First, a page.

if you look at the traces, you can see the charger plus wrapping around the end, with two of the pins of the cermet soldered into the trace. the other leg of the cermet does a dogleg around the led and the led resistor R40. that dogleg is attached to the second resistor R39 if i am correct.
the other end of R39 is connected to a trace that goes back to the 14 pin IC which is the TL494. that resistor R39 is 1600 ohms as i recall. your cermet trimpot when adjusted to the max got to 14V. so total of 1600 + 2,000 is 3600. but when it was 1,600 only (when you adjusted it down to 10V) so 4V out of 2k ohms. you wanna get to 24V right? or 22V? or 20?
if you have some small resistors around 4-5k ohms, you can try sticking that in the place of R39. maybe here is a good time to determine your soldering skill too.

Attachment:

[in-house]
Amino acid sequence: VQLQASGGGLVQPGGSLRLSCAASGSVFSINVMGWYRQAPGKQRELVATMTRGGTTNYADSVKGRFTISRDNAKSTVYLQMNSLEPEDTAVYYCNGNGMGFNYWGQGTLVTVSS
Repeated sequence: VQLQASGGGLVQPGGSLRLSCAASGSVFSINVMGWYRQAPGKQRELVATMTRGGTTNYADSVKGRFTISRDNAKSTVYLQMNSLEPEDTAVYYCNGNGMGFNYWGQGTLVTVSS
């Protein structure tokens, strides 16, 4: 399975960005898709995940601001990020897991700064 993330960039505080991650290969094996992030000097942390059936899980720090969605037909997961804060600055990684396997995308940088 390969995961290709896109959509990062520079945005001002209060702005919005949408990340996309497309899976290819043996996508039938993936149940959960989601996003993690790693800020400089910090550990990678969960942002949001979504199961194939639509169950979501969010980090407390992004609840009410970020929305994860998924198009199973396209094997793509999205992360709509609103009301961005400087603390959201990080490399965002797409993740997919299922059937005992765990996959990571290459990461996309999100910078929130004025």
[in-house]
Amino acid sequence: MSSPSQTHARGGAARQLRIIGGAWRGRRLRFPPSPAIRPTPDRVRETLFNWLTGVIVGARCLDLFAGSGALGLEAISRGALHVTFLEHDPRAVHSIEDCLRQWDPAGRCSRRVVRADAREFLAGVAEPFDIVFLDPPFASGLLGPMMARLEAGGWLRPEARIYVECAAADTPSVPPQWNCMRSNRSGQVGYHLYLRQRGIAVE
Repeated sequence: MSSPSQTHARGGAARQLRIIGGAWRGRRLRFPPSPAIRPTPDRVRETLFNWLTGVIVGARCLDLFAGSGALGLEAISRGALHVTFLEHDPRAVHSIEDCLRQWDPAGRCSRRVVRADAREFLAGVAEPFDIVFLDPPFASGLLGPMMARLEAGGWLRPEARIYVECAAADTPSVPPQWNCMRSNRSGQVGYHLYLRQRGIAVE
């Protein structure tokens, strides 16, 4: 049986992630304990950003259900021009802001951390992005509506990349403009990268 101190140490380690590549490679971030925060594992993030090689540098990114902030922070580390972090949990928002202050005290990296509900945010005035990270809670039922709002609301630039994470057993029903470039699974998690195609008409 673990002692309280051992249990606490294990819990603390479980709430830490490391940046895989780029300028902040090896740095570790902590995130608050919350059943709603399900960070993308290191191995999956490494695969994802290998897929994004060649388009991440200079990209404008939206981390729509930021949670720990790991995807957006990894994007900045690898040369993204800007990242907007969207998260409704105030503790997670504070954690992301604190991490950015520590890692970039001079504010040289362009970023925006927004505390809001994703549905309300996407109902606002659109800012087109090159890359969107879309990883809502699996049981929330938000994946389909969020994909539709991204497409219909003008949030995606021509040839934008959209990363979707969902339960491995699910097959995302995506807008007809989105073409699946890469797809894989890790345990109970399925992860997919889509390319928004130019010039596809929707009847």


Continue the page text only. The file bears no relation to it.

if you have little jumper wires with tiny alligator clips on the end, you can unsolder one end of that 1600 ohm resistor brown green red R39 as i recall.
then solder the 4k ohm (or close 4k-5k ohm) resistor leg in the hole you pulled the old leg from so you have the two resistors standing up. then connect the jumper from the up leg of the 4k to the leg that goes into the trace on the 1600. plug it in and test the output voltage, if not close, then we can select another resistor for the replacement. and you can jumper across the top from one to the other to put them in series and test. or if you have a 6k ohm resistor you can try that size to start, somewhere in that range since we have the trimpot.
when you are working with the resistor sticking up like that, it cannot touch other stuff either, but you can test the voltage without reassembling the entire charger. just put it on a surface that is insulated, the transistors and the diode don't need to be heatsinked since they don't supply much current when you are just testing the voltage. make sense?